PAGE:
Bhasker’s performance at the 2010 SCMM full marathon was affected by a calcareous heel spur problem. He finished in 5:05. Boston demanded 3:45, which meant he should ideally finish at some noted event in at least 3:40. Bhasker turned to Giles Drego, one of Mumbai’s leading coaches in distance running, for guidance. In September 2010, he started following the training chart Giles provided. Ken Skea also pitched in to help with a training regimen for Bhasker. In October 2010, at Ken’s suggestion, Bhasker ran the full marathon at Athens completing the course in 4:05. “ The half marathon is a journey, the full is a destination. That is the difference,’’ he said of his learning. In December he ran the full marathon at Sabarmathi (Ahmedabad), bringing down his time to 3:45. Then he registered for the March 2011 full marathon in Washington DC.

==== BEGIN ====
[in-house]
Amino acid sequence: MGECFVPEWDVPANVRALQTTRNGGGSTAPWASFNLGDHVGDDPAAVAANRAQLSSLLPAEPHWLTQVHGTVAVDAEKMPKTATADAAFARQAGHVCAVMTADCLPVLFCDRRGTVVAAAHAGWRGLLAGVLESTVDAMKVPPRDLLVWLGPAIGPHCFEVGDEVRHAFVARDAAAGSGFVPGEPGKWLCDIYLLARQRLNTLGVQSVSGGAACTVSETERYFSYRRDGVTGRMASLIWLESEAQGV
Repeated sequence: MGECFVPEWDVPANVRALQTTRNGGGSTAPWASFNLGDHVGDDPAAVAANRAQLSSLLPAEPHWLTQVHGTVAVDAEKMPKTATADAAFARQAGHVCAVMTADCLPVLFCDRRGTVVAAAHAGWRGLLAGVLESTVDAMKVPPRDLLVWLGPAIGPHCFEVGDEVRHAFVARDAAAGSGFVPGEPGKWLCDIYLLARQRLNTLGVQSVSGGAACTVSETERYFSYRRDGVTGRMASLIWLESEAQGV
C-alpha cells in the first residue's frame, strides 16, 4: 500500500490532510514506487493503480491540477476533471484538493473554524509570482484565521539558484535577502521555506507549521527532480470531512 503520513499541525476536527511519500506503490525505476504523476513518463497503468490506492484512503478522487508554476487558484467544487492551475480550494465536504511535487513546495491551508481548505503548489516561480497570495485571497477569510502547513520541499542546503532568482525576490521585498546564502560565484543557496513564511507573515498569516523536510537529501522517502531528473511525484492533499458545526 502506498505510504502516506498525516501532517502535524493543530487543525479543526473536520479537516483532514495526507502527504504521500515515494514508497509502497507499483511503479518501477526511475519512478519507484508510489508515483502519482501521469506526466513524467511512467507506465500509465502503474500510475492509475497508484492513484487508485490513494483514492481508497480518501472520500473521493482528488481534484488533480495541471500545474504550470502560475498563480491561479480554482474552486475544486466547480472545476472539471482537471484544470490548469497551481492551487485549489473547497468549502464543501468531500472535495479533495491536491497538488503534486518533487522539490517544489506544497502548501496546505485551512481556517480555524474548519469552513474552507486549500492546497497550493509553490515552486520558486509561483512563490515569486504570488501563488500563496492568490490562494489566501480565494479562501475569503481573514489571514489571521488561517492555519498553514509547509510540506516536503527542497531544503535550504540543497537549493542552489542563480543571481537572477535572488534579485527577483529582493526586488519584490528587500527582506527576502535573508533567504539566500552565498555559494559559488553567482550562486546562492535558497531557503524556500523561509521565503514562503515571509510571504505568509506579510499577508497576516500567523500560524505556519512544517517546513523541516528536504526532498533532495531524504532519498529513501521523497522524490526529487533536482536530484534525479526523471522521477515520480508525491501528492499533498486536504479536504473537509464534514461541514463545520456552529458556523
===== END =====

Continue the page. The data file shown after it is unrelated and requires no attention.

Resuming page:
In February 2011, Bhasker decided to hike up Kilimanjaro in Africa. The group he was with was doing the normal route. Feeling fit and with upcoming major marathon events in mind, Bhasker ran between one camp and the next. But he had overlooked an important aspect. High mountains are home to sickness caused by altitude. While its onset varies from person to person and with how well a person is acclimatized on given trip, it is not to be trivialized. Acclimatization – ideally gradual acclimatization – is important. At 19,341-height, Kilimanjaro is a high peak. It is the world’s highest free standing mountain with a history of unsuspecting trekkers, moving up fast because the passage is manageable and then ending up with mountain sickness. That’s what happened to Bhasker. Eventually he reached the summit. But he was in a bad shape. After return to Mumbai, he ran the half marathon in nearby Thane. “ It was a bad run. Kilimanjaro had knocked me out,’’ Bhasker said. Now he was worried about Washington DC.